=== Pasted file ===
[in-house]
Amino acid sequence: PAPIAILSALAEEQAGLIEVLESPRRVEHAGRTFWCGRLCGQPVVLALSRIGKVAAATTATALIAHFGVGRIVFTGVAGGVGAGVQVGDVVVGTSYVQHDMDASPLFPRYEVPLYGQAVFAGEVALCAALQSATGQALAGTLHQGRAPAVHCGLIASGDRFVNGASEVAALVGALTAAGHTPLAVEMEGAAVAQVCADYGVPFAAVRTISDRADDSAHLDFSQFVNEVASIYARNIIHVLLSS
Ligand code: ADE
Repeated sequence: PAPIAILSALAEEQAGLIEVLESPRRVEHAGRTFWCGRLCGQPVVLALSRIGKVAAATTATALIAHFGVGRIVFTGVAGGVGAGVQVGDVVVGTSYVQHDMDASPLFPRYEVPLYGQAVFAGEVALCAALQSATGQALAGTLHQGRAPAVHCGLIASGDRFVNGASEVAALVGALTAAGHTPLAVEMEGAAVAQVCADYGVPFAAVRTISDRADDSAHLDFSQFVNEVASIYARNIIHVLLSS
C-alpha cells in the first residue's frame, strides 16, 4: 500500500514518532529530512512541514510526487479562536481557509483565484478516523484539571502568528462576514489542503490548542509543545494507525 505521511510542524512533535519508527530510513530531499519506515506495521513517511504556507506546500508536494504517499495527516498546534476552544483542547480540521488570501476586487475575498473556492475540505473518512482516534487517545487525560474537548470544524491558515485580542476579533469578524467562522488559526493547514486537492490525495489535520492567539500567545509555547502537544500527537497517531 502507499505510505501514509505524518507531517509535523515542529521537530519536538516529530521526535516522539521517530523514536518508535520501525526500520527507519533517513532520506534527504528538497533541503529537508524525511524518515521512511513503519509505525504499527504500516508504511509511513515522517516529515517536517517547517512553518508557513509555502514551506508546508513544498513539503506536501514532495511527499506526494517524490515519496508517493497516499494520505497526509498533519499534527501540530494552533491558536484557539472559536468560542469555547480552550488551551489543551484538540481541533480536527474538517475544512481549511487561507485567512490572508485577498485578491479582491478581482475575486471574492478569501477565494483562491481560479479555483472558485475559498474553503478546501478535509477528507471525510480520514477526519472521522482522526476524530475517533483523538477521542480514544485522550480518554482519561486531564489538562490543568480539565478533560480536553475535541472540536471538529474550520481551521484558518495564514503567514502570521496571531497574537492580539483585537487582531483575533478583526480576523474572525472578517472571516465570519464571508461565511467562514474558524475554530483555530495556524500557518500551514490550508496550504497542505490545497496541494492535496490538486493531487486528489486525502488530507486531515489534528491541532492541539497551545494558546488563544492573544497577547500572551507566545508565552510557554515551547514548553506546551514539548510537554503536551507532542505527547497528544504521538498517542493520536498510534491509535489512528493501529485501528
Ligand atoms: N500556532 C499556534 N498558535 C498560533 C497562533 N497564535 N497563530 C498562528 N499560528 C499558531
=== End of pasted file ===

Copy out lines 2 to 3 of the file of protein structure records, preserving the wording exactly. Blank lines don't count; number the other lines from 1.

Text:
Amino acid sequence: PAPIAILSALAEEQAGLIEVLESPRRVEHAGRTFWCGRLCGQPVVLALSRIGKVAAATTATALIAHFGVGRIVFTGVAGGVGAGVQVGDVVVGTSYVQHDMDASPLFPRYEVPLYGQAVFAGEVALCAALQSATGQALAGTLHQGRAPAVHCGLIASGDRFVNGASEVAALVGALTAAGHTPLAVEMEGAAVAQVCADYGVPFAAVRTISDRADDSAHLDFSQFVNEVASIYARNIIHVLLSS
Ligand code: ADE